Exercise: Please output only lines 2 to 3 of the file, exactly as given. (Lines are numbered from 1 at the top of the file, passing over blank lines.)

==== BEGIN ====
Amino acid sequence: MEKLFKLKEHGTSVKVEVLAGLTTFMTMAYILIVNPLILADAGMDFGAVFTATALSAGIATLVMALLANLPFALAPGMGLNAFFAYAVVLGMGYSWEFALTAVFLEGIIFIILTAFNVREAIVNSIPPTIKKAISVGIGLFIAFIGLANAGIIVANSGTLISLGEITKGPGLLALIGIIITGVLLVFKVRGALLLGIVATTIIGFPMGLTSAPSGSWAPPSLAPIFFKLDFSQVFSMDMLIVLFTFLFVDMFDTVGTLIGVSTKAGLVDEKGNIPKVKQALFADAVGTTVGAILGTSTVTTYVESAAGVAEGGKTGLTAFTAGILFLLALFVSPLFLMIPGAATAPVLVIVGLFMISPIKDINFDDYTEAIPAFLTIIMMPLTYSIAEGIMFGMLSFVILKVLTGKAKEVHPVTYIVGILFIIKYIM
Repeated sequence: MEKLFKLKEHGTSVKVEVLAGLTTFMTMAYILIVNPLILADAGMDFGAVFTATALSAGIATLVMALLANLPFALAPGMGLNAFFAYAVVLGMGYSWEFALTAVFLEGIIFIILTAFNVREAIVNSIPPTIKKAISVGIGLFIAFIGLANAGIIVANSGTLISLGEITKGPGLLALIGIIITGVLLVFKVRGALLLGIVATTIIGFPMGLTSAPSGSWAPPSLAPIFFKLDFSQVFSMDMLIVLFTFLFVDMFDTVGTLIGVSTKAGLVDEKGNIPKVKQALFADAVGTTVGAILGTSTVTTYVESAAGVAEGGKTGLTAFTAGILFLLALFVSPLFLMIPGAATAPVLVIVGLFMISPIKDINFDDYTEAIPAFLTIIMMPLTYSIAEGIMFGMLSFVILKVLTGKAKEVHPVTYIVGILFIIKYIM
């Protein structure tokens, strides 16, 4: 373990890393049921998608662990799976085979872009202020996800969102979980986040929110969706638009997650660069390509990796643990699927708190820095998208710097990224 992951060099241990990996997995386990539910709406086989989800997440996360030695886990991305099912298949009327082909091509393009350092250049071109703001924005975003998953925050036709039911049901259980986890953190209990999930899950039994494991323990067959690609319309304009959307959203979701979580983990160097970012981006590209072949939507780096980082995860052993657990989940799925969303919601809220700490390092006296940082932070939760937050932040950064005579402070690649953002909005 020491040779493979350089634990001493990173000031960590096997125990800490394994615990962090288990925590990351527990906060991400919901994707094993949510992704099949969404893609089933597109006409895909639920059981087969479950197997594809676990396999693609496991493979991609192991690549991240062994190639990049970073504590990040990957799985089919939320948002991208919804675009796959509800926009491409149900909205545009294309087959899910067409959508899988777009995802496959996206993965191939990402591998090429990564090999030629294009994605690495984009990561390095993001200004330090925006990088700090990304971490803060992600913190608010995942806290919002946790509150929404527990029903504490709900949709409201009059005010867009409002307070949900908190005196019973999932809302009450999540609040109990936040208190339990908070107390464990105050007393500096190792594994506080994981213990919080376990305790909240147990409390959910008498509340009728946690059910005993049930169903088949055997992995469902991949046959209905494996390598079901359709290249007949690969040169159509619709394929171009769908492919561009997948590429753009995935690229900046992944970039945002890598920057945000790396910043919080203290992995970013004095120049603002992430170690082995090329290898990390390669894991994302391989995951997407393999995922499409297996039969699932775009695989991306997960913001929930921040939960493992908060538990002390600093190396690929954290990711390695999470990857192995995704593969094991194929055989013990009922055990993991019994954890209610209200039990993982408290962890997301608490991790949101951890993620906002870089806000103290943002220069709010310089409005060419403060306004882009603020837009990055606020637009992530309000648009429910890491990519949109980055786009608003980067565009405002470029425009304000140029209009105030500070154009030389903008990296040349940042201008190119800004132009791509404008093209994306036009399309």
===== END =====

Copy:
Repeated sequence: MEKLFKLKEHGTSVKVEVLAGLTTFMTMAYILIVNPLILADAGMDFGAVFTATALSAGIATLVMALLANLPFALAPGMGLNAFFAYAVVLGMGYSWEFALTAVFLEGIIFIILTAFNVREAIVNSIPPTIKKAISVGIGLFIAFIGLANAGIIVANSGTLISLGEITKGPGLLALIGIIITGVLLVFKVRGALLLGIVATTIIGFPMGLTSAPSGSWAPPSLAPIFFKLDFSQVFSMDMLIVLFTFLFVDMFDTVGTLIGVSTKAGLVDEKGNIPKVKQALFADAVGTTVGAILGTSTVTTYVESAAGVAEGGKTGLTAFTAGILFLLALFVSPLFLMIPGAATAPVLVIVGLFMISPIKDINFDDYTEAIPAFLTIIMMPLTYSIAEGIMFGMLSFVILKVLTGKAKEVHPVTYIVGILFIIKYIM
């Protein structure tokens, strides 16, 4: 373990890393049921998608662990799976085979872009202020996800969102979980986040929110969706638009997650660069390509990796643990699927708190820095998208710097990224 992951060099241990990996997995386990539910709406086989989800997440996360030695886990991305099912298949009327082909091509393009350092250049071109703001924005975003998953925050036709039911049901259980986890953190209990999930899950039994494991323990067959690609319309304009959307959203979701979580983990160097970012981006590209072949939507780096980082995860052993657990989940799925969303919601809220700490390092006296940082932070939760937050932040950064005579402070690649953002909005 020491040779493979350089634990001493990173000031960590096997125990800490394994615990962090288990925590990351527990906060991400919901994707094993949510992704099949969404893609089933597109006409895909639920059981087969479950197997594809676990396999693609496991493979991609192991690549991240062994190639990049970073504590990040990957799985089919939320948002991208919804675009796959509800926009491409149900909205545009294309087959899910067409959508899988777009995802496959996206993965191939990402591998090429990564090999030629294009994605690495984009990561390095993001200004330090925006990088700090990304971490803060992600913190608010995942806290919002946790509150929404527990029903504490709900949709409201009059005010867009409002307070949900908190005196019973999932809302009450999540609040109990936040208190339990908070107390464990105050007393500096190792594994506080994981213990919080376990305790909240147990409390959910008498509340009728946690059910005993049930169903088949055997992995469902991949046959209905494996390598079901359709290249007949690969040169159509619709394929171009769908492919561009997948590429753009995935690229900046992944970039945002890598920057945000790396910043919080203290992995970013004095120049603002992430170690082995090329290898990390390669894991994302391989995951997407393999995922499409297996039969699932775009695989991306997960913001929930921040939960493992908060538990002390600093190396690929954290990711390695999470990857192995995704593969094991194929055989013990009922055990993991019994954890209610209200039990993982408290962890997301608490991790949101951890993620906002870089806000103290943002220069709010310089409005060419403060306004882009603020837009990055606020637009992530309000648009429910890491990519949109980055786009608003980067565009405002470029425009304000140029209009105030500070154009030389903008990296040349940042201008190119800004132009791509404008093209994306036009399309």